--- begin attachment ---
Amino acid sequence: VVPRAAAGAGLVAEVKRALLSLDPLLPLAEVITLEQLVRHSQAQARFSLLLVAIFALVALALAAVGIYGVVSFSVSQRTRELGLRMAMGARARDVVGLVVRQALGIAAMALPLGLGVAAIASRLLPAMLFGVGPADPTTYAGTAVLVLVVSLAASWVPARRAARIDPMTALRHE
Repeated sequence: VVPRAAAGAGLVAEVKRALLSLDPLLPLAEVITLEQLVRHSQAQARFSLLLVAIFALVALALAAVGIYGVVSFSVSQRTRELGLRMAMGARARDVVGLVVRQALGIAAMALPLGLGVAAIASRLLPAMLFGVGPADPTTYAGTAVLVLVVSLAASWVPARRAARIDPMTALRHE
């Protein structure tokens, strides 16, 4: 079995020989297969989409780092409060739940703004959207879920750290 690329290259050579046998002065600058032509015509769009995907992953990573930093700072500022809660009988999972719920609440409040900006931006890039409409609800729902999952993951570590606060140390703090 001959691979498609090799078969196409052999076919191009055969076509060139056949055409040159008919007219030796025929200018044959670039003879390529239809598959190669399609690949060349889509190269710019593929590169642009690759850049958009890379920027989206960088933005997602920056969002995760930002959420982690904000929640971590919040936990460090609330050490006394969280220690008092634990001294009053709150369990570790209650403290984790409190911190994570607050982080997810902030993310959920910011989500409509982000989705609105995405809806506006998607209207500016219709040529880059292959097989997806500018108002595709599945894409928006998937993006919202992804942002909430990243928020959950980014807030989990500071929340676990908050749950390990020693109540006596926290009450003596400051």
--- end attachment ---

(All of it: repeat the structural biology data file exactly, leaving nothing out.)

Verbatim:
Amino acid sequence: VVPRAAAGAGLVAEVKRALLSLDPLLPLAEVITLEQLVRHSQAQARFSLLLVAIFALVALALAAVGIYGVVSFSVSQRTRELGLRMAMGARARDVVGLVVRQALGIAAMALPLGLGVAAIASRLLPAMLFGVGPADPTTYAGTAVLVLVVSLAASWVPARRAARIDPMTALRHE
Repeated sequence: VVPRAAAGAGLVAEVKRALLSLDPLLPLAEVITLEQLVRHSQAQARFSLLLVAIFALVALALAAVGIYGVVSFSVSQRTRELGLRMAMGARARDVVGLVVRQALGIAAMALPLGLGVAAIASRLLPAMLFGVGPADPTTYAGTAVLVLVVSLAASWVPARRAARIDPMTALRHE
């Protein structure tokens, strides 16, 4: 079995020989297969989409780092409060739940703004959207879920750290 690329290259050579046998002065600058032509015509769009995907992953990573930093700072500022809660009988999972719920609440409040900006931006890039409409609800729902999952993951570590606060140390703090 001959691979498609090799078969196409052999076919191009055969076509060139056949055409040159008919007219030796025929200018044959670039003879390529239809598959190669399609690949060349889509190269710019593929590169642009690759850049958009890379920027989206960088933005997602920056969002995760930002959420982690904000929640971590919040936990460090609330050490006394969280220690008092634990001294009053709150369990570790209650403290984790409190911190994570607050982080997810902030993310959920910011989500409509982000989705609105995405809806506006998607209207500016219709040529880059292959097989997806500018108002595709599945894409928006998937993006919202992804942002909430990243928020959950980014807030989990500071929340676990908050749950390990020693109540006596926290009450003596400051």